'You Have a Right to a Lawyer...If You Can Afford It': A Look at the History of the Right to Counsel in Civil Cases and the Current Efforts to Expand It
Bloomberg BNA Vol. 81 No. 48 at 1797 (June 18, 2013)
5 Pages Posted: 6 Feb 2015
Date Written: 2013
At some point or another, everyone in America has probably seen a TV show or movie where a police officer has told someone that, ‘You have a right to a lawyer. If you cannot afford one, one will be provided to you.’ That right in criminal cases stems from Gideon v. Wainwright, a case that marked its 50th anniversary in 2013.
But many would be surprised to learn that this right, for the most part, does not extend to civil cases, regardless of what is at stake or what limitations the litigant may have. They might also be surprised to learn that the United States stands mostly alone in this regard; much of the rest of the industrialized world provides a right to counsel in civil cases. This article explains how the law on the right to counsel in both criminal and civil cases has developed, then focuses on historical and current efforts to expand the right to counsel in civil cases, a movement called either ‘civil Gideon’ or ‘civil right to counsel.’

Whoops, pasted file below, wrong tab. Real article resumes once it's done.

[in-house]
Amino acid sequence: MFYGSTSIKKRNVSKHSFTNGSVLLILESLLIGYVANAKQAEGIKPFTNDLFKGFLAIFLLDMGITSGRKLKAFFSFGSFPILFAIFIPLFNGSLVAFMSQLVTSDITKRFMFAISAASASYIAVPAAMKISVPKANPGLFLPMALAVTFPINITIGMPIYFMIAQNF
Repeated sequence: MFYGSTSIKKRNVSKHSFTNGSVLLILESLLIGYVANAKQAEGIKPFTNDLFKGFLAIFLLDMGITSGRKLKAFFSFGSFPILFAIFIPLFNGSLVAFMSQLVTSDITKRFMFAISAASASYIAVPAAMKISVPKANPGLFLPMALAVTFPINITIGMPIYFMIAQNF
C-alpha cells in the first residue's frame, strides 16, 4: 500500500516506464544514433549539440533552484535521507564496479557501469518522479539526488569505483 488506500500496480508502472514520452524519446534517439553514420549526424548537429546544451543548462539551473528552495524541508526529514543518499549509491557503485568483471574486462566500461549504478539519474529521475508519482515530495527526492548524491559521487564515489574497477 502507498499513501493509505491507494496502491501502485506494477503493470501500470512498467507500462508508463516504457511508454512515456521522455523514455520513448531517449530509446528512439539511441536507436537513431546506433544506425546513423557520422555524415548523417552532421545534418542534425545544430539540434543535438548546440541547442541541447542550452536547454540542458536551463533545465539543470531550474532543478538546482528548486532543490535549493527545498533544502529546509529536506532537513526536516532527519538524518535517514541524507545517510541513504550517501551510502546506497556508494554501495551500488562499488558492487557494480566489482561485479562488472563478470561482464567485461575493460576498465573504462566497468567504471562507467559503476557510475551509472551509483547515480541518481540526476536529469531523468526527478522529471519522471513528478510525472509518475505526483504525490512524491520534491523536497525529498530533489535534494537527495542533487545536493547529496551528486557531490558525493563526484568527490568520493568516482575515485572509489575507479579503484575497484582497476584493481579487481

Keywords: civil right to counsel, civil, Gideon
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